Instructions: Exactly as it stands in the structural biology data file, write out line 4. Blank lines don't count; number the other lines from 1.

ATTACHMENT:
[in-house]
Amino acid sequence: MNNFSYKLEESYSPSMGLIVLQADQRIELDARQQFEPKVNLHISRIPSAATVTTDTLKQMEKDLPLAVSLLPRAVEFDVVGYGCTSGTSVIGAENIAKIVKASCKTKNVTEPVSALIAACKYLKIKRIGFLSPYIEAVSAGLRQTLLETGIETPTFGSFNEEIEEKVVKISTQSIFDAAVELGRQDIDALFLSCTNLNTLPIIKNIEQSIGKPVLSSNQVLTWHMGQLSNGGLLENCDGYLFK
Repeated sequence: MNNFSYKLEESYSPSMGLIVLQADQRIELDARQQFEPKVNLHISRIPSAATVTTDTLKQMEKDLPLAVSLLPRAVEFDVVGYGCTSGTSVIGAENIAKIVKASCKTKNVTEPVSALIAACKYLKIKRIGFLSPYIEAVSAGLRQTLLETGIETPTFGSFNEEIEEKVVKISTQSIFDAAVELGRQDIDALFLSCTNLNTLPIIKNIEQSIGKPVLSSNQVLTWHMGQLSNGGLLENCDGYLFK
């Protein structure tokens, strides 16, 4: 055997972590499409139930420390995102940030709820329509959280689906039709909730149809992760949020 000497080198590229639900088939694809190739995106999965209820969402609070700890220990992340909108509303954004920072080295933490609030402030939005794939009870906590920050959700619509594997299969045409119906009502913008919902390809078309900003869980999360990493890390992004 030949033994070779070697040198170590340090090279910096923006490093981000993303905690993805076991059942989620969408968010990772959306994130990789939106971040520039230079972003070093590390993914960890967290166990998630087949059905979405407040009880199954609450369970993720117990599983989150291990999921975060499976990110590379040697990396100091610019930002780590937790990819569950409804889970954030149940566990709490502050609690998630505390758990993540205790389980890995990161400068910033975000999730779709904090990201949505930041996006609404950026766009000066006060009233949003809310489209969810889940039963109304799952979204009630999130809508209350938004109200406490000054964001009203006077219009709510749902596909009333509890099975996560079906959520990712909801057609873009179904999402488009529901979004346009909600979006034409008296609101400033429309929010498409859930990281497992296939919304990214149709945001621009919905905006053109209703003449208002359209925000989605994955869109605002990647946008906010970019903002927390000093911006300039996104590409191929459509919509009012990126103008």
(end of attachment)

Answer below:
């Protein structure tokens, strides 16, 4: 055997972590499409139930420390995102940030709820329509959280689906039709909730149809992760949020 000497080198590229639900088939694809190739995106999965209820969402609070700890220990992340909108509303954004920072080295933490609030402030939005794939009870906590920050959700619509594997299969045409119906009502913008919902390809078309900003869980999360990493890390992004 030949033994070779070697040198170590340090090279910096923006490093981000993303905690993805076991059942989620969408968010990772959306994130990789939106971040520039230079972003070093590390993914960890967290166990998630087949059905979405407040009880199954609450369970993720117990599983989150291990999921975060499976990110590379040697990396100091610019930002780590937790990819569950409804889970954030149940566990709490502050609690998630505390758990993540205790389980890995990161400068910033975000999730779709904090990201949505930041996006609404950026766009000066006060009233949003809310489209969810889940039963109304799952979204009630999130809508209350938004109200406490000054964001009203006077219009709510749902596909009333509890099975996560079906959520990712909801057609873009179904999402488009529901979004346009909600979006034409008296609101400033429309929010498409859930990281497992296939919304990214149709945001621009919905905006053109209703003449208002359209925000989605994955869109605002990647946008906010970019903002927390000093911006300039996104590409191929459509919509009012990126103008």